Shel: Everything, Everything was a breath of fresh air; reading Madeline go from knowing one way of life to another and experiencing her joys and hurts and exhilaration and contemplation was emotional. I found myself wanting to push her to do more and then to put on the brakes. There were times when I wanted to cover my eyes when I anticipated certain things (which is the dumbest thing ever, right?, because I need to see to read!) and towards the end, I just wanted to emote...a lot. (Poor Dahlia Adler, I exploded all over her twitter for about 20 minutes--I just needed to express the FEELS to someone who'd get me. *waves to Dahlia* Thanks, Dahlia!). I love when books do this to me, even if it feels slightly torturous when I'm experiencing. 

Court: I found Everything, Everything to be...well, everything...which is eloquent I know. But, I told Shel this a few times because as I was reading I thought this character is so strong and I related to her in her thought processes and how she saw the world. When we meet her, and immediately she is lamenting why she doesn't know why she labels her books as her own property when she'll never lend to anyone...I found that funny and I loved her voice. Madeline is a character with a serious struggle in all planes - physically, of course, but also emotionally and one could say that with all of the things she has given to her what could she possibly have to complain about? Well, read it and weep, because she really is on a journey here to explore all of the things life has to offer...even if it is from the comfort of her glass house.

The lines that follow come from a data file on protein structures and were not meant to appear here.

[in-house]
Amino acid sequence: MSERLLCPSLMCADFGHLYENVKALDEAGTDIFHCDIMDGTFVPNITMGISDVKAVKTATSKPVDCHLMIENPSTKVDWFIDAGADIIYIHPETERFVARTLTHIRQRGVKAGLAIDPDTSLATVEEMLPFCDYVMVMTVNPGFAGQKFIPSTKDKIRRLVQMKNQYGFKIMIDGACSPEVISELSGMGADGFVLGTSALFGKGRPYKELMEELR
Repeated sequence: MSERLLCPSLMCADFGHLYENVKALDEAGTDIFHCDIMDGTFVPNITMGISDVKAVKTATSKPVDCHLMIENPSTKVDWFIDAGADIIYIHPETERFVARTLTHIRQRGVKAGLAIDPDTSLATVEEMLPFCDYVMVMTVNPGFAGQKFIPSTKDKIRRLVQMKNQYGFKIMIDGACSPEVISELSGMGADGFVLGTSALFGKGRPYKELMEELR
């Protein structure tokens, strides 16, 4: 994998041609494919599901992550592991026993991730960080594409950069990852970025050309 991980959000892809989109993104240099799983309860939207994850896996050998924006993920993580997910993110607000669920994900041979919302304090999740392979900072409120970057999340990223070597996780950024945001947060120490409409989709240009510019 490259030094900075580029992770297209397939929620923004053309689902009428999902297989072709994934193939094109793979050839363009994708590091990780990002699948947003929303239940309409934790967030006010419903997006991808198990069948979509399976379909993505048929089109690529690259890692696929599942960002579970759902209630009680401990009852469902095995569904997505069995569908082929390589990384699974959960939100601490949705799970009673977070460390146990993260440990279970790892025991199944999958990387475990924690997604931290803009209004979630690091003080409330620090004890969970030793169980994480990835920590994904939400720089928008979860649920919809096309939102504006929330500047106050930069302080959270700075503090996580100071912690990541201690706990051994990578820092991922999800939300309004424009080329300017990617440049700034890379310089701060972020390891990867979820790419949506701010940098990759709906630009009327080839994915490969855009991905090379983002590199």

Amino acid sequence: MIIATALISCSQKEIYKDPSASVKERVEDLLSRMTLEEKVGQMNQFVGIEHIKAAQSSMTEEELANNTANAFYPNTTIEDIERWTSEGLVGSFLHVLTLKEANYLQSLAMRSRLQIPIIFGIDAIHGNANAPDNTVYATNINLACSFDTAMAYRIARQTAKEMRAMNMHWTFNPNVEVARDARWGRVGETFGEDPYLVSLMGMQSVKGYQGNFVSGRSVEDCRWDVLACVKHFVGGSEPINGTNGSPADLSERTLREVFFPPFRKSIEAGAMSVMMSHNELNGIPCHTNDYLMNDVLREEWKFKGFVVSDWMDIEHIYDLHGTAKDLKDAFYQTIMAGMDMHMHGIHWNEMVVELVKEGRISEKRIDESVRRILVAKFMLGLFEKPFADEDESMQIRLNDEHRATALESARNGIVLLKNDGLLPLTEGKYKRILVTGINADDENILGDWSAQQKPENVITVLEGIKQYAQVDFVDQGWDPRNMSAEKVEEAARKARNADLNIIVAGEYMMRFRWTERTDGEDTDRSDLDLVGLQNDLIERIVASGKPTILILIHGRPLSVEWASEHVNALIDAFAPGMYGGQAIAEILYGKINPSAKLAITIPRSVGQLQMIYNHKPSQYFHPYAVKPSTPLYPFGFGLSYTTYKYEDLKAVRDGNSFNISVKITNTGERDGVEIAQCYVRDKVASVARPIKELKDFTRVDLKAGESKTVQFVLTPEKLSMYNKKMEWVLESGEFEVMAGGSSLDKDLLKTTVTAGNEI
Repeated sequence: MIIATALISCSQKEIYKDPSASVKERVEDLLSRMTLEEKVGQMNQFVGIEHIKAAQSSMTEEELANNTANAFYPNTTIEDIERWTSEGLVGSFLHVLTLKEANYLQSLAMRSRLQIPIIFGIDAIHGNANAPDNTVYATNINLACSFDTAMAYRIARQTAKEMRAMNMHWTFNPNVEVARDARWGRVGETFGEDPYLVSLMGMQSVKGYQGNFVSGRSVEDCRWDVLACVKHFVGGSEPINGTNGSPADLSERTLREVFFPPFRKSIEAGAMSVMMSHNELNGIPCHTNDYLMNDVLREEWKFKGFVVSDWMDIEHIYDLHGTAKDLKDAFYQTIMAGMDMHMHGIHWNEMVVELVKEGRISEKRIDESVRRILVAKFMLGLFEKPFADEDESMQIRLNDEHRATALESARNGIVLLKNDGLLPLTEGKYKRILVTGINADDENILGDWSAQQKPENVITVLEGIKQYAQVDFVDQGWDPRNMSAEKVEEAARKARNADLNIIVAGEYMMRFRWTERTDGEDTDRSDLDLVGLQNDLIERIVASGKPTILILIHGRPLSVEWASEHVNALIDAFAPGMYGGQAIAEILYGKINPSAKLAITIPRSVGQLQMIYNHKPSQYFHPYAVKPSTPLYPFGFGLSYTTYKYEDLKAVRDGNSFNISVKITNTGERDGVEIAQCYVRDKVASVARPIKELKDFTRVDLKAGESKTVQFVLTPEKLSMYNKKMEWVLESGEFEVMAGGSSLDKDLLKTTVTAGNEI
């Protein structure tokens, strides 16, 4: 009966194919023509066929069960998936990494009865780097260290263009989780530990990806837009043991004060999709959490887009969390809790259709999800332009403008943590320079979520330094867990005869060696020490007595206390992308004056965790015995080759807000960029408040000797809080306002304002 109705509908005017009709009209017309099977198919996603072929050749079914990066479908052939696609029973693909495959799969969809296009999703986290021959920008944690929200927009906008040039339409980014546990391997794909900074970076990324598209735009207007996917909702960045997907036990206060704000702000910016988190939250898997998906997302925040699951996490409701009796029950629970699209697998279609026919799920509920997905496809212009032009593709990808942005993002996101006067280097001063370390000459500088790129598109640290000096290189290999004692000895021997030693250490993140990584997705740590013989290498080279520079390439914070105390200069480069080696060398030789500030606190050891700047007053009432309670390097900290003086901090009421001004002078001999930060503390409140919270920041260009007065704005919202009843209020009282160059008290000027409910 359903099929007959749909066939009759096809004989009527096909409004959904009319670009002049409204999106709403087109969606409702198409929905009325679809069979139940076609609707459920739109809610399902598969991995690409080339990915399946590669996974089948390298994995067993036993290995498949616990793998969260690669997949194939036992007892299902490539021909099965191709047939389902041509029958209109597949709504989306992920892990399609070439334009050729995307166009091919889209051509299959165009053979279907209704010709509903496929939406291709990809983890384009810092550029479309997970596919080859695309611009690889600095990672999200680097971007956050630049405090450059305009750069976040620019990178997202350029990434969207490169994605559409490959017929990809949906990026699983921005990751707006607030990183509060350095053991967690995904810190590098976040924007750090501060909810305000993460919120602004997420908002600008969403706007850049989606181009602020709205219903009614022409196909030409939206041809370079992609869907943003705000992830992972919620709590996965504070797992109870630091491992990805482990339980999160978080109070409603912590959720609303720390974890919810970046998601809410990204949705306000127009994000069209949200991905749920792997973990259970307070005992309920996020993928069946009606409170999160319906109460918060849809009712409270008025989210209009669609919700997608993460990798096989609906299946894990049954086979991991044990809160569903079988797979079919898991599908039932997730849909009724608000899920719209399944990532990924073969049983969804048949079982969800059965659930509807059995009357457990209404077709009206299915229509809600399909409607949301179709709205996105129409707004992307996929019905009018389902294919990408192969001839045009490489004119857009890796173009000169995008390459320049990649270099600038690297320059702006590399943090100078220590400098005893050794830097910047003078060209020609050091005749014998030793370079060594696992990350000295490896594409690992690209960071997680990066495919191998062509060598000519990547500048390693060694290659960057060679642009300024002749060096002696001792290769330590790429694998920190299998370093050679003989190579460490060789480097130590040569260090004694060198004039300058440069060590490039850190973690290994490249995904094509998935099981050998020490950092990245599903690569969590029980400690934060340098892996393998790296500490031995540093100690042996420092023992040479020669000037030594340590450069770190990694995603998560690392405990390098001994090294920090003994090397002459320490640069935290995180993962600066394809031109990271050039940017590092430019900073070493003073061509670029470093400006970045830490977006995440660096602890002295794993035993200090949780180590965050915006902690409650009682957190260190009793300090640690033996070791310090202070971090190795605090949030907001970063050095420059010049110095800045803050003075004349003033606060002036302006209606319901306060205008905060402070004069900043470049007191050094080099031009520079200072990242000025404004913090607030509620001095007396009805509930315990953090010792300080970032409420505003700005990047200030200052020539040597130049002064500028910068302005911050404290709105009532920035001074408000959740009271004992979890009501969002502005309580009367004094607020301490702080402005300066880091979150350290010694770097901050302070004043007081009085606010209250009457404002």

Shel: Not only did I love reading through Madeline's eyes, I enjoyed all of the graphics/charts/drawings. I think showing those things added a layer to understanding Madeline. I also thought the chapter titles and her 'dictionary' entries were fantastic. And I know you're thinking well that's all great and good but what about Olly? The mysterious and great Olly. Watching Madeline watch Olly and fall for him was bittersweet because I knew, JUST KNEW!, where this was ending--you know, how those first crushes and first loves do that number on your heart and you learn from it and it hurts but it's good? I was certain that's where this was going and I was so busy anticipating the hurt of that that the ending completely did a number on me and instead of feeling sad, I put it down with a smile. Court: It hurt so good. It was really beautiful to me, because I felt nostalgic for the feelings of something new and exciting. I think that is the best thing for me about a YA book, because it isn't just that...a book for me is a beautiful masterpiece even if someone thinks I might be too old for it! Hah. I'll never be too old. But, I digress. Knowing Madeline's emotions and how realistic she is about things was also refreshing. I can't get over how great the writing is of this book, how it is actually a debut! and how excited I am to read more from Nicola Yoon.